Brush Park BMX Invades Downtown Detroit

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The question of what to do about the city of Detroit may be an endless puzzle for politicians, but for many dedicated community members, the idea is much more simple. Grassroots based projects have always kept many in the city fed, clothed and entertained, all at the same time. Something as small as transforming an underutilized public park could literally change a city block. With that in mind, the Brush Park BMX revival was brought to life.

Led by local BMXer/freelance photographer Joe Gall, a team of dedicated bike riders set about cleaning up Brush Park in early April. Even though the park is located only a few blocks away from the stadiums that are home to the Detroit Lions and Tigers, the location was largely neglected since the early 1970s. Over the course of a few months, the crew packed up bag after bag with 20 to 30 plus years of trash and completely tore apart the overgrown shrubbery.

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While cleaning up the park was the initial goal, once the trash and debris were removed, it was time to start building an epic BMX park. By suggestion of the park’s neighbors, the bikers incorporated the vintage playground equipment that was still standing into the course’s architecture. A 10-foot metal slide acts as a starter ramp for the series of dirt jumps, which flows riders through and around concrete statues, monkey bars and more.

Gaining the confidence of the surroundings of the community was key in the success of building the Brush Park BMX trail. The city of Detroit tends to see its property misused by outsiders, but instead, this crew of riders (many of whom live near the park) went about their project the right way. By cleaning the area and making it safer for all, the park became a site for anyone to hang out, no matter whether they are into bike riding or not.

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Creating something new out of an item that has long been forgotten is what the #LiveMarley movement is all about. Just as we have taken items from society’s waste stream and reused them in our earth friendly headphones, portable audio systems, Lively Up bags and watch line, the BMXers of Detroit have revitalized a park for their community.  We’d like to say “Happy Trails!” to the Brush Park BMX crew and hope that they will continue making a difference.

Photos courtesy of @BrushParkBMX and @BrushPark_MyHood

Detroit Skate Park to Revive Abandoned Neighborhood

“We’re backing Detroit 100%,” says Antihero pro skater, Tony Miorana. “You just really want to find somewhere where no one’s going to stop you from building more shit… [Detroit’s] full of that kind of atmosphere.”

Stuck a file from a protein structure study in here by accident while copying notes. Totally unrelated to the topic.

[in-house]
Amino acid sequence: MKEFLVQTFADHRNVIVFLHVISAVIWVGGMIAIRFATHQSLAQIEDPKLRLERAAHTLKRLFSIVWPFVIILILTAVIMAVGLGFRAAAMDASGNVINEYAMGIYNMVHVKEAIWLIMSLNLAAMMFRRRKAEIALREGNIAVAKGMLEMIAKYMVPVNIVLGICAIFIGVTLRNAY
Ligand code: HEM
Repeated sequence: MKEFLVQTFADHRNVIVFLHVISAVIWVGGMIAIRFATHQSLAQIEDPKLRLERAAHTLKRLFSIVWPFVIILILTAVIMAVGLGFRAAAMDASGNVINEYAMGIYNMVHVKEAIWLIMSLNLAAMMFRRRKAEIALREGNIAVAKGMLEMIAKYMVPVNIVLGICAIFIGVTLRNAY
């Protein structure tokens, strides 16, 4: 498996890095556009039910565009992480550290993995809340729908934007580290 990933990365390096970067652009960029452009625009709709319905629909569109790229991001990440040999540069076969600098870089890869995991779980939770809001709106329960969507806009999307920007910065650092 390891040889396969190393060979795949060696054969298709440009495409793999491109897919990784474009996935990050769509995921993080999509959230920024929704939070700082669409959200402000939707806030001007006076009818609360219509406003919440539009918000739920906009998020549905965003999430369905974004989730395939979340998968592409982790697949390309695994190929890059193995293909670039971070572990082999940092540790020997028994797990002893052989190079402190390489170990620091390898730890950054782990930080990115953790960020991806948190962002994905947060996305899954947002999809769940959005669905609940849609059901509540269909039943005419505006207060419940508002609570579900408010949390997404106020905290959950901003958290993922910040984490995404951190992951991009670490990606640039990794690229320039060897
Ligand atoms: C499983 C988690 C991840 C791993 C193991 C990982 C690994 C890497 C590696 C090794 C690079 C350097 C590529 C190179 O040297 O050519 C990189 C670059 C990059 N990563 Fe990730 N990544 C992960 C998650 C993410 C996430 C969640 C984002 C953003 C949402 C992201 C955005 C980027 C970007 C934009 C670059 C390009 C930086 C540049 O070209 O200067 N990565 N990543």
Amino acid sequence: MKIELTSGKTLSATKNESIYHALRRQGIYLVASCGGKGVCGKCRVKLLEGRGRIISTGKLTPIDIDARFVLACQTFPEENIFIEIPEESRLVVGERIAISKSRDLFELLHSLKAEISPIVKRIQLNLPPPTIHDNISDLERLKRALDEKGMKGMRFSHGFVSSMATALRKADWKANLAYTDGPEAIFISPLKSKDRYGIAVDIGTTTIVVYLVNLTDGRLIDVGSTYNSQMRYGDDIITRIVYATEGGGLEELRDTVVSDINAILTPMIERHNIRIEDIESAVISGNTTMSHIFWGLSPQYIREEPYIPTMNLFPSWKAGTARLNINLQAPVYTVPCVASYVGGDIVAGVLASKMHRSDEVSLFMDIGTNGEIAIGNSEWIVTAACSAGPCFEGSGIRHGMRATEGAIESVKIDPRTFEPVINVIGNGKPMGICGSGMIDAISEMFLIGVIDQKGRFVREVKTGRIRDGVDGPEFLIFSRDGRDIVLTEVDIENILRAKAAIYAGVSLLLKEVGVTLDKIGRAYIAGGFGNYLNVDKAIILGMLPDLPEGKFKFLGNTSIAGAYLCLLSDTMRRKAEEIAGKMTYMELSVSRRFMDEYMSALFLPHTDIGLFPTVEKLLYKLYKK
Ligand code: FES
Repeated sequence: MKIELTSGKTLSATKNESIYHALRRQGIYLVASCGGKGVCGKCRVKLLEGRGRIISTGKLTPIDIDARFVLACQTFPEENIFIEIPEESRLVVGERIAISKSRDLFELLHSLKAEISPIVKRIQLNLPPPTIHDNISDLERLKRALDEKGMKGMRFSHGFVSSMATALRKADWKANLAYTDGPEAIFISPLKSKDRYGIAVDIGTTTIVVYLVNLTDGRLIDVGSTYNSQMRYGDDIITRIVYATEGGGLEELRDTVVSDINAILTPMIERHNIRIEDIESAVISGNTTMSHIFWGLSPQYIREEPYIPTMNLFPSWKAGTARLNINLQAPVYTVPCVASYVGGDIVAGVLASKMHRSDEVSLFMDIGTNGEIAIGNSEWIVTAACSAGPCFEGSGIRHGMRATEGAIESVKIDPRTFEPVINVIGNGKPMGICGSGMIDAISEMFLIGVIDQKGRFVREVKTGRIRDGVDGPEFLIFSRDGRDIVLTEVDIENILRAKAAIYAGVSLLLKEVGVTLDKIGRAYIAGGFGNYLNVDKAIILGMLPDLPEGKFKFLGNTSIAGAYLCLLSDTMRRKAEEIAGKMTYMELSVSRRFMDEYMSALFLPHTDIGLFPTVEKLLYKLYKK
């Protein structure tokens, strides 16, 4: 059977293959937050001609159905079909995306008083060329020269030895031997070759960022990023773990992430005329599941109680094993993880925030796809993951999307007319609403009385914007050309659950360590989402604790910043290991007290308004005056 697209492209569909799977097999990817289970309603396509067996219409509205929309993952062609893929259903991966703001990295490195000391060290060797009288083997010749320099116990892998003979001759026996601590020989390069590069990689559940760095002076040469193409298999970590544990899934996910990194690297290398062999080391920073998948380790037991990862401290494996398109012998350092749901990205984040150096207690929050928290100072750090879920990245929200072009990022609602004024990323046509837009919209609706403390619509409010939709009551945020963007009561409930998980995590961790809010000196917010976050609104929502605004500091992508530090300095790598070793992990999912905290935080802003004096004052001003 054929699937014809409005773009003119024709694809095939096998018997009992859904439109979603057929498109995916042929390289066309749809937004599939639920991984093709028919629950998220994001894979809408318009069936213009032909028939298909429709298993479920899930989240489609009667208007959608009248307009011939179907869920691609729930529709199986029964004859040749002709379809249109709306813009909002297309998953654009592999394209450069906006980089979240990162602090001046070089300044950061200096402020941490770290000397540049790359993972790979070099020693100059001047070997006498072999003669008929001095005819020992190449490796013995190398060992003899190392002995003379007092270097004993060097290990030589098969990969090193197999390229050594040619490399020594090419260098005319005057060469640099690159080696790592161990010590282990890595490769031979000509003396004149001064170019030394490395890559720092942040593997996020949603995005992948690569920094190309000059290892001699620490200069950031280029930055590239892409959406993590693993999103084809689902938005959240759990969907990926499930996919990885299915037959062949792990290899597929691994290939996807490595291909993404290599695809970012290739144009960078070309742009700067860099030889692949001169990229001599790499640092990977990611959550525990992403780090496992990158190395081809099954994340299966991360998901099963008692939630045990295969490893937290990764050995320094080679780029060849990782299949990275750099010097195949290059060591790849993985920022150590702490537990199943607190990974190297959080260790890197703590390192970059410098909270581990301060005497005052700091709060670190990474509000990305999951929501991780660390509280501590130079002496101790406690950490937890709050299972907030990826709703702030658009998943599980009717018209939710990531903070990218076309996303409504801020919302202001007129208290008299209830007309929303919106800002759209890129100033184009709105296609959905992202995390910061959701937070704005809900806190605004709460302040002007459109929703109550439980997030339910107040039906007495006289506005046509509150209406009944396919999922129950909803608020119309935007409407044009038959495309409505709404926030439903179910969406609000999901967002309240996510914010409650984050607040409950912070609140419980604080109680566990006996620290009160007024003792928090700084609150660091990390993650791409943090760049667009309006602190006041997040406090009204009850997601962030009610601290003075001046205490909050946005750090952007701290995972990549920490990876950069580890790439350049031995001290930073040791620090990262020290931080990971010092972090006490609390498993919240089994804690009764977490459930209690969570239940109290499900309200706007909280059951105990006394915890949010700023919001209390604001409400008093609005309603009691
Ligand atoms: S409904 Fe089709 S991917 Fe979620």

Like so many other Detroit-believers, Miorana and his formidable crew of skaters, artists, and activists in the nonprofit Power House Productions have a vision for bettering the battered city. Their vision is for a sprawling Detroit skate park that would take over a whole vacant section of neighborhood. Entire lots, houses, garages, alleys. All of it all mod’d out and transformed D.I.Y. by a team of local and national skate industry professionals with a common goal: to provide the youth in the long-struggling community with something positive. A place to go, be a part of something, give back, and express themselves.

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The proposed Detroit skate park, dubbed Ride It Sculpture Park, will span at least four vacant lots along the Davison Freeway, with an adjacent abandoned house to act as a mini indoor park and an HQ for visiting skaters and artists.

Tony Miorana and co. may have dreamt up the project, but they’re looking to local skaterats, do-gooders, creative kids – even mom and dad – to be the positive force that drives the vision to fruition. “It’s D.I.Y. style where kids are gonna start building their own stuff. But we’re there to help out,” Miorana says. “We’re hyped on this one because there’s no threat of it getting torn down. Everything I’ve done before you couldn’t really talk about it. For this spot, it’s 100% a go.”

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The Ride It Sculpture Park project is currently accepting donations through a Crowdrise fundraiser, as well as a number of cool local events. The Goodwill Project, an art show featuring skateboarding artists will open mid-May, in conjunction with an online auction with 100% of the proceeds going toward the first Sculpture Park build in June. Later that month, Emerica will hold one of its Wild in the Streets events (and after-party) to benefit the construction of the Detroit skate park on June 21.

The House of Marley applauds the team behind Ride It Sculpture Park. If you build it, they will come. Detroit’s been down for going on 45-years now, but it’s never been out. This fresh concept is an innovative community action that will surely contribute to the healing of one of America’s most important cities. Get involved by visiting http://www.crowdrise.com/rideit.

“You just build one thing and start skating it,” says Miorana. “Then you can go forever in your mind with what’s possible. That keeps you hyped.”

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